Synopses & Reviews
From the acclaimed author of River Town
comes a rare portrait, both intimate and epic, of twenty-first-century China as it opens its doors to the outside world.
A century ago, outsiders saw China's a place where nothing ever changes. Today the country has become one of the most dynamic regions on earth. That sense of time the contrast between past and present, and the rhythms that emerge in a vast, ever-evolving country is brilliantly illuminated by Peter Hessler in Oracle Bones, a book that explores the human side of China's transformation.
Hessler tells the story of modern-day China and its growing links to the Western world as seen through the lives of a handful of ordinary people. In addition to the author, an American writer living in Beijing, the narrative follows Polat, a member of a forgotten ethnic minority, who moves to the United States in searchof freedom; William Jefferson Foster, who grew up in an illiterate family and becomes a teacher; Emily, a migrant factory worker in a city without a past; and Chen Mengjia, a scholar of oracle-bone inscriptions, the earliest known writing in East Asia, and a man whosetragic story has been lost since the Cultural Revolution. All are migrants, emigrants, or wanderers who find themselves far from home, their lives dramatically changed by historical forces they are struggling to understand.
Peter Hessler excavates the past and puts a remarkable human face on the history he uncovers. In a narrative that gracefully moves between the ancient and the present, the East and the West, Hessler captures the soul of a country that is undergoing a momentous change before our eyes.
"Hessler, who first wrote about China in his 2001 bestseller, River Town, a portrait of his Peace Corps years in Fuling, continues his conflicted affair with that complex country in a second book that reflects the maturity of time and experience. Having lived in China for a decade now, fluent in Mandarin and working as a correspondent in Beijing, Hessler displays impressive knowledge, research and personal encounters as he brings the country's peoples, foibles and history into sharp focus. He frames his narrative with short chapters about Chinese artifacts: the underground city being excavated at Anyang; the oracle bones of the title ('inscriptions on shell and bone' considered the earliest known writing in East Asia); and he pays particular attention to how language affects culture, often using Chinese characters and symbols to make a point.A talented writer and journalist, Hessler has courage he's undercover at the Falun Gong demonstrations in Tiananmen Square and in the middle of anti-American protests in Nanjing after the Chinese embassy bombings in Belgrade and a sense of humor (the Nanjing rioters attack a statue of Ronald McDonald since Nanjing has no embassies). The tales of his Fuling students' adventures in the new China's boom towns; the Uighur trader, an ethnic minority from China's western border, who gets asylum after entering the U.S. with jiade (false) documents; the oracle bones scholar Chen Mengjia, who committed suicide during the Cultural Revolution all add a seductive element of human interest.There's little information available in China, we learn, but Hessler gets the stories that no one talks about and delivers them in a personal study that informs, entertains and mesmerizes. Everyone in the Western world should read this book." Publishers Weekly (Starred Review) (Copyright Reed Business Information, Inc.)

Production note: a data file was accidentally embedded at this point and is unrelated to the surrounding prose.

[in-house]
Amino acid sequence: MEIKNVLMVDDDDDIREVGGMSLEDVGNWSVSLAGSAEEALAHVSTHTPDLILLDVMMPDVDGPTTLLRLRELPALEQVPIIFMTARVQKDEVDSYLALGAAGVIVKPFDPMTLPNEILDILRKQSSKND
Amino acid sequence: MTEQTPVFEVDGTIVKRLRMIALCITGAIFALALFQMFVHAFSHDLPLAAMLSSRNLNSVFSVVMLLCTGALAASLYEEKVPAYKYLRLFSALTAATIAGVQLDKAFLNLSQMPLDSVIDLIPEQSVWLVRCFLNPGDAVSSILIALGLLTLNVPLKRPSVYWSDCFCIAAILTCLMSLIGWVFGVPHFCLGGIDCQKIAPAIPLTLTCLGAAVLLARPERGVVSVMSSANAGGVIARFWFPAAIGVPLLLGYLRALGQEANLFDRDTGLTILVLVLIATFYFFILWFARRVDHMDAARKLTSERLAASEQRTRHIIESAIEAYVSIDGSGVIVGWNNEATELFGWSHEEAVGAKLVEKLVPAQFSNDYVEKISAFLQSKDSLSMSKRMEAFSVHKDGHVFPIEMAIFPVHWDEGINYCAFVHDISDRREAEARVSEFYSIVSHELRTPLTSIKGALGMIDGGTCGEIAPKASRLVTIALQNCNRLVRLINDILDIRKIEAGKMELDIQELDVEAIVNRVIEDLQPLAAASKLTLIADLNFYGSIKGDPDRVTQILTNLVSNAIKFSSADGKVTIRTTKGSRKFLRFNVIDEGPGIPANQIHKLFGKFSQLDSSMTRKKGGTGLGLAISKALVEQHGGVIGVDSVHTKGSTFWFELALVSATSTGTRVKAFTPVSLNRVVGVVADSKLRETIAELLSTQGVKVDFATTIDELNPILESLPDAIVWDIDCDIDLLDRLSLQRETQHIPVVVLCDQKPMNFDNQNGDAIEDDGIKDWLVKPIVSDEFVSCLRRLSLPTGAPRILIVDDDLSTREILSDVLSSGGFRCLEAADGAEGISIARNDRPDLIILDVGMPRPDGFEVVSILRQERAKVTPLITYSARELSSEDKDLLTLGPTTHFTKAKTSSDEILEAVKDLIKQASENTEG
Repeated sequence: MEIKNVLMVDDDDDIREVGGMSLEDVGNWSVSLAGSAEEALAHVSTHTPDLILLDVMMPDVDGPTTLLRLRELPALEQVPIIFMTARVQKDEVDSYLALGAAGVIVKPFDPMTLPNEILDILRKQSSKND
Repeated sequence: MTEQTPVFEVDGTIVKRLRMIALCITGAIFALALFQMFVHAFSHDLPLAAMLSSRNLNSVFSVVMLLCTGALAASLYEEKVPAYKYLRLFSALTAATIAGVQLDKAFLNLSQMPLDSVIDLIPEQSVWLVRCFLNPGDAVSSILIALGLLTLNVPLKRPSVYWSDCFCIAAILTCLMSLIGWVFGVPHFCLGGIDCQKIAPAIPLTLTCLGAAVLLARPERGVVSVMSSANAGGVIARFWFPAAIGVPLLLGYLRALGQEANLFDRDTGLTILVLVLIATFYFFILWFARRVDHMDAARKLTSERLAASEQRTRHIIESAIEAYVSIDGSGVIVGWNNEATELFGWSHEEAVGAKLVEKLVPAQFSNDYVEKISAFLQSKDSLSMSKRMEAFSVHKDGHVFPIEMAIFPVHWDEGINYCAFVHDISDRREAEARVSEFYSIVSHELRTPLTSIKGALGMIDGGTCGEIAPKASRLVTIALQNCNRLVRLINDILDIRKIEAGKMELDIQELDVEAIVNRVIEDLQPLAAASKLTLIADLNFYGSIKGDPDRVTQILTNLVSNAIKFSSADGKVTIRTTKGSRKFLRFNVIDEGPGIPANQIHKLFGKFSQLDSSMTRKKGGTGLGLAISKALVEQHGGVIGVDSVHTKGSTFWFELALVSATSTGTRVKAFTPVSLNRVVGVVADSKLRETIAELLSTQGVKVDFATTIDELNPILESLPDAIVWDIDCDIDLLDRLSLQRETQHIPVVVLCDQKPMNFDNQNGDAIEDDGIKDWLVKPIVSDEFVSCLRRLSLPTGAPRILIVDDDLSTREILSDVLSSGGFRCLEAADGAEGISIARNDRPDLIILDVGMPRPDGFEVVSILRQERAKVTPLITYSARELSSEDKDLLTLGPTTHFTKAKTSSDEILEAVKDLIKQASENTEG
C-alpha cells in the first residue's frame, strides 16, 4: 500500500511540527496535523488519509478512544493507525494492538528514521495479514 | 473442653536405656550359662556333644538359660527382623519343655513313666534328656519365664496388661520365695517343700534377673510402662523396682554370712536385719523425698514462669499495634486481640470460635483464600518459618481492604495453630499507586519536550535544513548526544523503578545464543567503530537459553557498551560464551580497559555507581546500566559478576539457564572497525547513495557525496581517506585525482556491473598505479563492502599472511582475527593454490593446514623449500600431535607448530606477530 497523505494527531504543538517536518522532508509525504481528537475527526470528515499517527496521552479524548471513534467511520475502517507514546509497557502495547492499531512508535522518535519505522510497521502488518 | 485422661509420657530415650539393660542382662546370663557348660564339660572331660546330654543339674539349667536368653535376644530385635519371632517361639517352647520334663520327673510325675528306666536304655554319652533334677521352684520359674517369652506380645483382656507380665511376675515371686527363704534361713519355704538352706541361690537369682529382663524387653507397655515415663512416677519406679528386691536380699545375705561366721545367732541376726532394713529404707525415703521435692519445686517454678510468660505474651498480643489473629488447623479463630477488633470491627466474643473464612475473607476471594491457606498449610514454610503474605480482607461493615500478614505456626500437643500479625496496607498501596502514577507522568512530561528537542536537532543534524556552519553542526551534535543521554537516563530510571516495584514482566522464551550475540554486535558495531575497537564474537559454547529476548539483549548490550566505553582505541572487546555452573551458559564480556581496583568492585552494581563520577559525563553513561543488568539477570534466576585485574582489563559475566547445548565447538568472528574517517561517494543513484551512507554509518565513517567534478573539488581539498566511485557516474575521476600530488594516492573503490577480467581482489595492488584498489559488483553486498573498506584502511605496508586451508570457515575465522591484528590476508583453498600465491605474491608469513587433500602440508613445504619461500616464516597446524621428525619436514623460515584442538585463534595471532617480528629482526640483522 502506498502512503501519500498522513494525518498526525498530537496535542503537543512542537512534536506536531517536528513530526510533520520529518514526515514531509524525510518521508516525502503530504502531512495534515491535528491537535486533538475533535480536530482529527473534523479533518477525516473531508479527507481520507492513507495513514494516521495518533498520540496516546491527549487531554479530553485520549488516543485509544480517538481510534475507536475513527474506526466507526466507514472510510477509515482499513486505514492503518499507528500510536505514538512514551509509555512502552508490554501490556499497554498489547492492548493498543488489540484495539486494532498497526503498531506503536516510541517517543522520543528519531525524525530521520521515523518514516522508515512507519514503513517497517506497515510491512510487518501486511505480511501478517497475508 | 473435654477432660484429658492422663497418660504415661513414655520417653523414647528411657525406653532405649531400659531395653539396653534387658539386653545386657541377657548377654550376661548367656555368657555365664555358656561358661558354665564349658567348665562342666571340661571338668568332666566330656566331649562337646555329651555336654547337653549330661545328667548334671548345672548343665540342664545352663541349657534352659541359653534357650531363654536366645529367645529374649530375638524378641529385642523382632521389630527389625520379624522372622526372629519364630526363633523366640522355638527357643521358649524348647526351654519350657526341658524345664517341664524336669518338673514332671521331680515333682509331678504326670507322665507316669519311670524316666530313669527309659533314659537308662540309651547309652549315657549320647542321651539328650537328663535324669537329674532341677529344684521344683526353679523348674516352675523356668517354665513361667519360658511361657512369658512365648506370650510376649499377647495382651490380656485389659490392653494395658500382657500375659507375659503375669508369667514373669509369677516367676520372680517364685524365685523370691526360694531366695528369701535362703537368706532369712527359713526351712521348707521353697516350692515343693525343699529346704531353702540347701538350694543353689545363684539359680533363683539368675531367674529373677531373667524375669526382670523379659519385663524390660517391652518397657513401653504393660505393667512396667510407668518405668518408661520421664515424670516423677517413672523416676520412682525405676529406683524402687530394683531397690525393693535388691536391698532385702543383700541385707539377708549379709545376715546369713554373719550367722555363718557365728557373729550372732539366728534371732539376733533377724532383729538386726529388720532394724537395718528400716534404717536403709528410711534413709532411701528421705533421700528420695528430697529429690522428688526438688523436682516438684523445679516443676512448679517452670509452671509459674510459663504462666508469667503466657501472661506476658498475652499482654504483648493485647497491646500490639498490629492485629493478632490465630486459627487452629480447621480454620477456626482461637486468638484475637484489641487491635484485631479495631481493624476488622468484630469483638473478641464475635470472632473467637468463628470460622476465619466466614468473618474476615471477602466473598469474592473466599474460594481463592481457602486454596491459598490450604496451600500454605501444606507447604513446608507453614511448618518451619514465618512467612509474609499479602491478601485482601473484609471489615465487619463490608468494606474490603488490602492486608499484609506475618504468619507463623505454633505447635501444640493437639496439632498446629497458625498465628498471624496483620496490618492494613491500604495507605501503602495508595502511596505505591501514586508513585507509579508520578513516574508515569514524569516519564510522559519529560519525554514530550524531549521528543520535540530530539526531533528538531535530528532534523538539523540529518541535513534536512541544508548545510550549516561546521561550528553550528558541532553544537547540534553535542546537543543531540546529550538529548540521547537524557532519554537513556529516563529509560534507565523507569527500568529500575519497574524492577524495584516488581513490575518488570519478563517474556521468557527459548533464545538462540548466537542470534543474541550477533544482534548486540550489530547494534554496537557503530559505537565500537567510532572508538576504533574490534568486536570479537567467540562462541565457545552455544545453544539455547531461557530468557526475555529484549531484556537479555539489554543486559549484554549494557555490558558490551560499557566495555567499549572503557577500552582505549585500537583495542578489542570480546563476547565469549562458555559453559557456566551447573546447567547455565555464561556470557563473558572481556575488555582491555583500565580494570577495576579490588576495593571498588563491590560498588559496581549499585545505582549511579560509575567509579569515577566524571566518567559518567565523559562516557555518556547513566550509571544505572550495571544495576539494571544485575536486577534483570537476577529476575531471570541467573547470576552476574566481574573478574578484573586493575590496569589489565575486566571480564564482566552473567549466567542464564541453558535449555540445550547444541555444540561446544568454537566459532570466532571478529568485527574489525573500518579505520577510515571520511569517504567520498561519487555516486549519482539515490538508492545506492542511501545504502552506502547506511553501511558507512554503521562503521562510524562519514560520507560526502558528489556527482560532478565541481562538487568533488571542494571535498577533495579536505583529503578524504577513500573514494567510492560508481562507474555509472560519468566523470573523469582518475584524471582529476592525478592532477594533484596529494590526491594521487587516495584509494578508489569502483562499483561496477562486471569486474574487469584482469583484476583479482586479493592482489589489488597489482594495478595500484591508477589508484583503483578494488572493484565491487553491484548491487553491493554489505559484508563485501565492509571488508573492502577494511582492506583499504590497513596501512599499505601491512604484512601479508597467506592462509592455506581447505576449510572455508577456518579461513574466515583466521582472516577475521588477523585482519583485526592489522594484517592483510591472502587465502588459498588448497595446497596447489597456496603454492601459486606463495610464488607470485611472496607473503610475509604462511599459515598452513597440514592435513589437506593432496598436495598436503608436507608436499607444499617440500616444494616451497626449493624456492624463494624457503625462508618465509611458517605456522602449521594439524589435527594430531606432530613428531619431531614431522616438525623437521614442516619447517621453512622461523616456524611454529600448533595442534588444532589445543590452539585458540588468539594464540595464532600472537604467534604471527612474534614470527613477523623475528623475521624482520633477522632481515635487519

"One of the book's main pleasures is its language; Hessler writes clearly and sympathetically." Washington Post
"Hessler has achieved something quite special in Oracle Bones, conveying the idiosyncrasies of China in a way that makes its people palpably human and distinctly memorable." Los Angeles Times
"Hessler must have spent a good deal of mental energy developing a structure for his book, determined to strike an aesthetic balance between the personal lives of the individual Chinese whose stories he tells and the physical and historical spaces they inhabit." New York Times
"Looking to the past for a hint of what's to come remains a good way of understanding China. Oracle Bones is an excellent place to start." USA Today
"Oracle Bones melds the multiple personalities and tangled story lines into a kaleidoscopic vision of a country surging toward an uncertain future....The book demands patience but rewards it well." San Francisco Chronicle
"Mr. Hessler's experiences in China from 1999-2002, contains so many storylines and subplots that it could almost have been written as several separate books. Still, the author weaves together these different elements to create a page-turner with great insight into Chinese society." Wall Street Journal
"It is a stunning book, populated by a cast of hundreds but told through the minds of five key characters....Hessler is a near-perfect intermediary." Portland Oregonian
"This is an important and informative work offering a unique perspective on where China may be headed." Booklist
"Hessler introduces debates on the nature of the Chinese language and the scholars who have carried on the debate." Library Journal
From the acclaimed author of "River Town" comes a rare portrait, both intimate and epic, of 21st-century China as it opens its doors to the outside world.
About the Author
Peter Hessler is the Beijing correspondent for the New Yorker and a contributor to National Geographic.